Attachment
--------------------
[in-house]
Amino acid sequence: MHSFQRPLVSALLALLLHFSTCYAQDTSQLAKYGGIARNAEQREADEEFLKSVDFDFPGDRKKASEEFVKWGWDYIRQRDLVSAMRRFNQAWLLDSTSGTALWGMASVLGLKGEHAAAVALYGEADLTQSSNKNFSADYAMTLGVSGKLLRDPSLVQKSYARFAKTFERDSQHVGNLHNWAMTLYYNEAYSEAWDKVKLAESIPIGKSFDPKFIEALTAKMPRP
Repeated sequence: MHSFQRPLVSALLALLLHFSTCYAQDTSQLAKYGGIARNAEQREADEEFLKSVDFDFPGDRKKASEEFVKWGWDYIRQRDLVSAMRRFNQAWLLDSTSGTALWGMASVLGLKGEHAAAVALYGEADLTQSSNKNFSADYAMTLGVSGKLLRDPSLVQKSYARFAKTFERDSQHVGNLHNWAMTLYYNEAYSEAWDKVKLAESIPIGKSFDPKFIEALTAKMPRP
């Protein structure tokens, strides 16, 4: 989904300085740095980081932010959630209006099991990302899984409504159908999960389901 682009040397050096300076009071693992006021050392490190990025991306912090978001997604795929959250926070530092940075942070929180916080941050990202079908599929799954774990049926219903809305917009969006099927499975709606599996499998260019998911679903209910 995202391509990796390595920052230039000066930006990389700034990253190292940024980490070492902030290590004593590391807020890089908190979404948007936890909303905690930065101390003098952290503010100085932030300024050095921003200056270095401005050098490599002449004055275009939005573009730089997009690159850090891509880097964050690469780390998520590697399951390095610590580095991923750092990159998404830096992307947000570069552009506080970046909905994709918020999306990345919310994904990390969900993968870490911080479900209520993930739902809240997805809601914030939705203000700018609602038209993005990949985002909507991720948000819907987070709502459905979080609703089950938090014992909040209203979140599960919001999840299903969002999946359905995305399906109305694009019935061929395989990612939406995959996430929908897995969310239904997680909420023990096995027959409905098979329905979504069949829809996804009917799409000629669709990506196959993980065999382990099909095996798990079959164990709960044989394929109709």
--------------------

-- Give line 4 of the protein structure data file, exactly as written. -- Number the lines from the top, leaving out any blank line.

């Protein structure tokens, strides 16, 4: 989904300085740095980081932010959630209006099991990302899984409504159908999960389901 682009040397050096300076009071693992006021050392490190990025991306912090978001997604795929959250926070530092940075942070929180916080941050990202079908599929799954774990049926219903809305917009969006099927499975709606599996499998260019998911679903209910 995202391509990796390595920052230039000066930006990389700034990253190292940024980490070492902030290590004593590391807020890089908190979404948007936890909303905690930065101390003098952290503010100085932030300024050095921003200056270095401005050098490599002449004055275009939005573009730089997009690159850090891509880097964050690469780390998520590697399951390095610590580095991923750092990159998404830096992307947000570069552009506080970046909905994709918020999306990345919310994904990390969900993968870490911080479900209520993930739902809240997805809601914030939705203000700018609602038209993005990949985002909507991720948000819907987070709502459905979080609703089950938090014992909040209203979140599960919001999840299903969002999946359905995305399906109305694009019935061929395989990612939406995959996430929908897995969310239904997680909420023990096995027959409905098979329905979504069949829809996804009917799409000629669709990506196959993980065999382990099909095996798990079959164990709960044989394929109709």